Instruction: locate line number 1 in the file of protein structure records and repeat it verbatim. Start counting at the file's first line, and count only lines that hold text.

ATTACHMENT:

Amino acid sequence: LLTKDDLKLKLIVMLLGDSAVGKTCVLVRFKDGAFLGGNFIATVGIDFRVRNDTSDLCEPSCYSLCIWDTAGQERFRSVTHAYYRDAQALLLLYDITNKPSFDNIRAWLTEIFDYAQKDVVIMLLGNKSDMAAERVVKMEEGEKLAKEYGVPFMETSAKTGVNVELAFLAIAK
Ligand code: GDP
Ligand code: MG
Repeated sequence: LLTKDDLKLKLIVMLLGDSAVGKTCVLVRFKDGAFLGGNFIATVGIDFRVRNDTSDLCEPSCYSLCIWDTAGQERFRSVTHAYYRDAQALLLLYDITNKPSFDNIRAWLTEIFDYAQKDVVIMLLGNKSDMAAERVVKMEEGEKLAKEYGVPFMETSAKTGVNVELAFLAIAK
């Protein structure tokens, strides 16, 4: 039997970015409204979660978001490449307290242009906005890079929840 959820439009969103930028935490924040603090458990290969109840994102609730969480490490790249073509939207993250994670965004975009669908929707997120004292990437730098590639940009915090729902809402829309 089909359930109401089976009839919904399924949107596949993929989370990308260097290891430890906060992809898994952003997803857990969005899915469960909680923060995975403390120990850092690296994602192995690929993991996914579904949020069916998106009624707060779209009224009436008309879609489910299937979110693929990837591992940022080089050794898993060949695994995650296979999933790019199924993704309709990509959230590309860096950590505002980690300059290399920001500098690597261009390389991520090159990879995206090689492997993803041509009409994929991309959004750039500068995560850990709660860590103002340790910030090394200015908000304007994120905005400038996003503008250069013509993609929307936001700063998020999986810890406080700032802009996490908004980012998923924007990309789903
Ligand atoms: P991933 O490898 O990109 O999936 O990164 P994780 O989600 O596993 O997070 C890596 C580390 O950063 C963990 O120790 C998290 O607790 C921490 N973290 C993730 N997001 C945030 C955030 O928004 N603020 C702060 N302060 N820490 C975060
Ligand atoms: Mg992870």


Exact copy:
Amino acid sequence: LLTKDDLKLKLIVMLLGDSAVGKTCVLVRFKDGAFLGGNFIATVGIDFRVRNDTSDLCEPSCYSLCIWDTAGQERFRSVTHAYYRDAQALLLLYDITNKPSFDNIRAWLTEIFDYAQKDVVIMLLGNKSDMAAERVVKMEEGEKLAKEYGVPFMETSAKTGVNVELAFLAIAK